History of Lowell, Massachusetts

Lowell is a historic Massachusetts city located on the Merrimack River in Middlesex county about 30 miles north of Boston.

Incorporated in the 19th century, Lowell was a mill town named after businessman Francis Cabot Lowell, inventor of a manufacturing system known as the Lowell System.

Lowell Mass, illustration published in Illustrated History of Lowell, circa 1868
Lowell Mass, illustration published in Illustrated History of Lowell, circa 1868

Before it became a mill town, Lowell was home to Pawtucket and Pennacook Indians for thousands of years but their population was significantly reduced by an epidemic around 1619.

The following is the history of Lowell, Massachusetts:

1605:

On June 17, French explorer Sieur De Mont discovers the Merrimack River.

1617-1619:

An epidemic significantly reduces the local Pawtucket and Pennacook population in the area.

1643:

The Massachusetts General Legislature establishes the county of Middlesex.

1647:

Reverend John Eliot makes a series of missionary visits to the Native-American villages at Pawtucket Falls and Wamesit Falls.

1652:

Captain Simon Willard and Captain Edward Johnson visits the area and decides to create a settlement there.

1655:

On May 29, the Massachusetts General Court incorporates the town of Chelmsford and the town of Billerica.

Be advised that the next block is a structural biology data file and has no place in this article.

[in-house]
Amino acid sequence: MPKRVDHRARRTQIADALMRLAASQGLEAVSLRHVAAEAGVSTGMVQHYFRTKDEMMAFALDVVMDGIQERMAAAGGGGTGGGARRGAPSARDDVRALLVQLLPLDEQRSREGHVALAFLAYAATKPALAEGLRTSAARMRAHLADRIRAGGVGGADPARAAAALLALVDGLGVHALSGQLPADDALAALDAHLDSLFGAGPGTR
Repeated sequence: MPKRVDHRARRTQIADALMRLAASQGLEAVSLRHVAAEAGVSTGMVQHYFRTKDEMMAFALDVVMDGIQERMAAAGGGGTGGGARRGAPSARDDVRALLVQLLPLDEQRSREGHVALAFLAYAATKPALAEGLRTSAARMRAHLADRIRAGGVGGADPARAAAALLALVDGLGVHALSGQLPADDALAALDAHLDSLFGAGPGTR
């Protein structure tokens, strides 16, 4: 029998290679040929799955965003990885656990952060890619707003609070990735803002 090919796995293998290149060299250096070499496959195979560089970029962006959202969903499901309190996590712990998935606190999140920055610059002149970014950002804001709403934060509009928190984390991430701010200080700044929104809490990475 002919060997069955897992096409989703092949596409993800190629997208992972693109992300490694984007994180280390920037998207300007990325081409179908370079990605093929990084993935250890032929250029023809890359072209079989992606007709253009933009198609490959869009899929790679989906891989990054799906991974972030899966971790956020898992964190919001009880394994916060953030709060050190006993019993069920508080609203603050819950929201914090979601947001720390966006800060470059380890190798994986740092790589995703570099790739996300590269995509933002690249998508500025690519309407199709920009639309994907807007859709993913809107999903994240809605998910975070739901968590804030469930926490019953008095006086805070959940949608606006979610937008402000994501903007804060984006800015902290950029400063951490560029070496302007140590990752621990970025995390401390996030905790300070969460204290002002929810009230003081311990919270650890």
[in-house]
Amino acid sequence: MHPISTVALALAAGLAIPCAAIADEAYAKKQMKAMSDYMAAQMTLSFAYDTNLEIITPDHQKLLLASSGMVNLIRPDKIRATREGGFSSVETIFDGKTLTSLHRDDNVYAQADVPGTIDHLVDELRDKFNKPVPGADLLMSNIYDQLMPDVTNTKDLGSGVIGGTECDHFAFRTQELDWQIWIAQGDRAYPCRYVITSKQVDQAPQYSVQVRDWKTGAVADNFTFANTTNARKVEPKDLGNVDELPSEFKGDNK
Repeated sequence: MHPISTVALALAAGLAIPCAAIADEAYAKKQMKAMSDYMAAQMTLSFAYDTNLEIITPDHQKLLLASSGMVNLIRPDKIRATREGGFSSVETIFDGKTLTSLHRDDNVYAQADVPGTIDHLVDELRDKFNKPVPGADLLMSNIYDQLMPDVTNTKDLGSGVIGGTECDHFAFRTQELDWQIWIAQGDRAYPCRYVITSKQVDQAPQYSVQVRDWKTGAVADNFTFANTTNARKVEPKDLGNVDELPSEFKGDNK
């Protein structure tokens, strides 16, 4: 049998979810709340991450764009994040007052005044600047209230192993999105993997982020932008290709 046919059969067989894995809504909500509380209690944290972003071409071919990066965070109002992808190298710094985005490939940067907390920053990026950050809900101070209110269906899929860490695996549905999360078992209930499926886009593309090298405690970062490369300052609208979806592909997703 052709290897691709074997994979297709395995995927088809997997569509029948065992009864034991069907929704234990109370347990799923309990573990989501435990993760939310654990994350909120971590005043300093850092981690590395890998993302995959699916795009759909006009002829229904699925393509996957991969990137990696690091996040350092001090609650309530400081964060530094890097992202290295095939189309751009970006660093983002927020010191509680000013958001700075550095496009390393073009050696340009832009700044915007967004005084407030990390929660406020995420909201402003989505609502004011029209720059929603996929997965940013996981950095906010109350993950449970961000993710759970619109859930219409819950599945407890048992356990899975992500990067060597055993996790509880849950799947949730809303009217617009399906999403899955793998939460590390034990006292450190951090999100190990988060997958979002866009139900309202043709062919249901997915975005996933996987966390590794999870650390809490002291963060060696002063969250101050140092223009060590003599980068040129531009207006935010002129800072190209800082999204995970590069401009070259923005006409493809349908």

To prevent the local natives from being displaced, Colonial authorities establish the Wamesit reserve, a tract of land, between the Merrimack and Concord rivers, for use by the Pennacook tribe.

1656:

The Massachusetts General Court modifies and enlarges the boundaries of Chelmsford and the Wamesit Indian Reservation.

1600:

The Massachusetts General Court modifies and enlarges the boundaries of Chelmsford and the Wamesit Indian Reservation for a second time.

1665:

A ditch is dug to clearly mark the boundaries between the town of Chelmsford and the Wamesit Indian Reservation.

1669:

Wannalancet, sachem of the Penacook Indians of Concord, NH, fears an impending attack by the Mohawk tribe so the Penacook rows down the Merrimack River to Wamesit and builds a fortified fort on the hill at Belvidere, now called Fort Hill. The white settlers shut themselves up in their garrison houses in anticipation of this suspected Mohawk attack.

1726:

The village of Wamesit, which later became the center of Lowell, was annexed to Chelmsford.

1792:

The Pawtucket Canal is constructed.

A bridge is constructed at Pawtucket Falls.